4. Chuckie Sullivan – Good Will Hunting
“No. No, no no no. F**k you, you don’t owe it to yourself man, you owe it to me.”
Good Will Hunting sees Affleck play a vital supporting role as Chuckie Sullivan; wise-ass best friend to the main character; Bostonian boy genius Will Hunting, portrayed by real life best friend Matt Damon. The pair also co-wrote the incredible Oscar winning screenplay. Hunting is Afflecks greatest achievement in film between the screenplay and acting. His performance specifically is one of the many greats. Among Oscar winner Robin Williams and nominee Matt Damon; Affleck still stands tall. Chuckie was obviously written for Affleck by Affleck, and that is not a bad thing because it takes full advantage of his greatest talents. Ben Affleck has great comedic ability that has gone mostly untapped since Hunting. Chuckie Sullivan is simply hilarious. Additionally, Affleck gives the best of his standout speeches. The sample quote above is from a soliloquy that Chuckie gives Will; chastising him for not living up to his potential. Beautifully written, it puts all of the prior events into perspective. It is delivered with both affection and brutal honesty. This is the best film of essentially everyone involved in the production and Affleck shows greatness in his acting alone.
3. Doug MacRay – The Town
“Alright. I’m in. But if anything happens to her, if I think anything might happen to her… I’m gonna come back here, and I’m gonna kill both of you in your own shop.”
Ben Affleck’s second directing effort and first time he directed himself in a film. He portrays professional robber and Boston native (shocker) Doug MacRay. Along side his life long friends, one of which is borderline sociopath James Coughlin (Jeremy Renner). The gang pulls the heist off without too much trouble but MacRay’s trouble really begins when he falls for the same woman that he used as a hostage in his last getaway, Claire Keesey (Rebecca Hall). MacRay has to balance out his new romance with a woman who is scarred by a kidnapping he himself committed with his secret criminal life. He uses his resources to help her in her life, he comforts her in the moments the stress he caused come back to he, all while being under the watchful eye of law enforcement. He wants to make a life with this woman but he hesitates to leave his life behind. Affleck wrote this part for himself as well, but that does not take anything away from the performance itself or his maturity as an actor.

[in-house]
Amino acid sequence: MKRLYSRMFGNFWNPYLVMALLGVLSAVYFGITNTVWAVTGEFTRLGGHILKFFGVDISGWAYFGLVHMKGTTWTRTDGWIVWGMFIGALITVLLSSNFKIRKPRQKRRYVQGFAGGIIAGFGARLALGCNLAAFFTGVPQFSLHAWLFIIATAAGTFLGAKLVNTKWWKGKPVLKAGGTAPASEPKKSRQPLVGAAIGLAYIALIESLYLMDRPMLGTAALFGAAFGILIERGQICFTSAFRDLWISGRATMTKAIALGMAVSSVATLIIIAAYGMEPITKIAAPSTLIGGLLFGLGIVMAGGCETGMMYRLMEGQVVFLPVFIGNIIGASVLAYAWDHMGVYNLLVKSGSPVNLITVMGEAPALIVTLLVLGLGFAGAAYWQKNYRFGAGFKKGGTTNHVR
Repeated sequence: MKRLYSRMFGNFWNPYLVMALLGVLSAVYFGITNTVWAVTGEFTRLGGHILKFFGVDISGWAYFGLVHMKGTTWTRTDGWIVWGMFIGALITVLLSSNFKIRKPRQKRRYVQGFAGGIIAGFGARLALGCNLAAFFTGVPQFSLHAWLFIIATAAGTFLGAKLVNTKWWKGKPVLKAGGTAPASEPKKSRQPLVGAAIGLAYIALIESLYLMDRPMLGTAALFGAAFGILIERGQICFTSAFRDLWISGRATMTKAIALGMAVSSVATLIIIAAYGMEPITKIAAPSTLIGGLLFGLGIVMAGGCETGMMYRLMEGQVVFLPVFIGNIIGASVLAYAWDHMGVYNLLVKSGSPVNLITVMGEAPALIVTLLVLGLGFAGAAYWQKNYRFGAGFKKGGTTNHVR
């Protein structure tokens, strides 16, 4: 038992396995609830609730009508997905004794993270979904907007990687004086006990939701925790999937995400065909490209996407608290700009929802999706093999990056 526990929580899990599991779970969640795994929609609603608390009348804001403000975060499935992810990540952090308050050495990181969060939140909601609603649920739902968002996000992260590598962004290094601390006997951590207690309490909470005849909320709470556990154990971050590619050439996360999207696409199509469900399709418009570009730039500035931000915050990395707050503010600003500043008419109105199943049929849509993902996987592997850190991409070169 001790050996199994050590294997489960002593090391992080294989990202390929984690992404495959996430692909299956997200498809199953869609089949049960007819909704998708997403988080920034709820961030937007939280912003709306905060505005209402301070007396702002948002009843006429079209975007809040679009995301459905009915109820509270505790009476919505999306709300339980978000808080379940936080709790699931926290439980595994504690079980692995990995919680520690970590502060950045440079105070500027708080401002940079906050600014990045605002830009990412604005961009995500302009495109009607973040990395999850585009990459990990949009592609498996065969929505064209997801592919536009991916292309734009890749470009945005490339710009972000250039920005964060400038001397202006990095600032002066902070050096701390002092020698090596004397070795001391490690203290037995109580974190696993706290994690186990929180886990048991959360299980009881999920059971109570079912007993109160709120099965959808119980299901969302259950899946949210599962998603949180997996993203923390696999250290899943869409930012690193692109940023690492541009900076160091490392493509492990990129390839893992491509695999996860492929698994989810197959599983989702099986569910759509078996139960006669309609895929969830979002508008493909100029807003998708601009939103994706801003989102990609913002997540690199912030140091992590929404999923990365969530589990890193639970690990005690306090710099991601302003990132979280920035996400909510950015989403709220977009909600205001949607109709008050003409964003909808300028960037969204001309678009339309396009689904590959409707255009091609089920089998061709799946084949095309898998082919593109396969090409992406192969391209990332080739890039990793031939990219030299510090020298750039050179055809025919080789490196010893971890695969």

2. George Reeves – Hollywoodland
“I look like a dammed fool!”
In a weird twist of hindsight irony; one of Ben Afflecks most impressive roles is his rendition of George Reeves, the first actor to ever portray Superman. The circumstances surrounding the death of Reeves, who appeared to have committed suicide, have been the subject of a lot of speculation. The investigation of his death is the main focus of Hollywoodland. As Reeves, Affleck brings on a great amount of charm with distinct posture and accent and a good amount of melancholy. This provides an interesting character and some genuine mystery to the story. The story does not dwell on Reeves’ career so much as his personal life and how being America’s first Superman impacted that and getting a glimpse of all aspects of his life gives Affleck plenty of chances to impress. The early 1950s storyline surrounding the life of Reeves and his work on the TV series is far and wide the most interesting aspect of an all around intriguing film.
1. Nick Dunne – Gone Girl
“What are you thinking? What are you feeling? What have we done to each other? What will we do?”
In Gone Girl Ben Affleck plays Nick Dunne; a husband dissatisfied with his life and jaded from his marriage who suddenly becomes the center of attention from the media when his notable wife mysteriously disappears. The story for the most part is told out of order and is in large part about Nicks wife. Amy Dunne is portrayed by Rosamund Pike who gives a performance for the ages. That being said, takes nothing away from Affleck’s tour-de-force. When we first meet Nick he is introduced as a unusually laid back and slightly apathetic individual. When the plot is launched by the absence of his wife Affleck does something to set up the movie in such a way that contributes to the incredible experience it is; he makes us genuinely unsure of whether or not he killed his wife. What is so brilliant about Affleck’s work is that he carries a very distinguished character whose internal struggle is both plainly visible and yet near impossible to interpret clearly. Pike is the film’s greatest feature, but Affleck is absolutely vital. In fact, the fact that Pike outshines Affleck is the result of Affleck playing his part right. Nick is an understated character who serves the primary driver to the narrative so the story can put its focus where it needs to be. Amy is made to shine by the presence of Nick. Gone Girl is one of the best films made this decade thanks in no small part to Ben Affleck’s career defining work.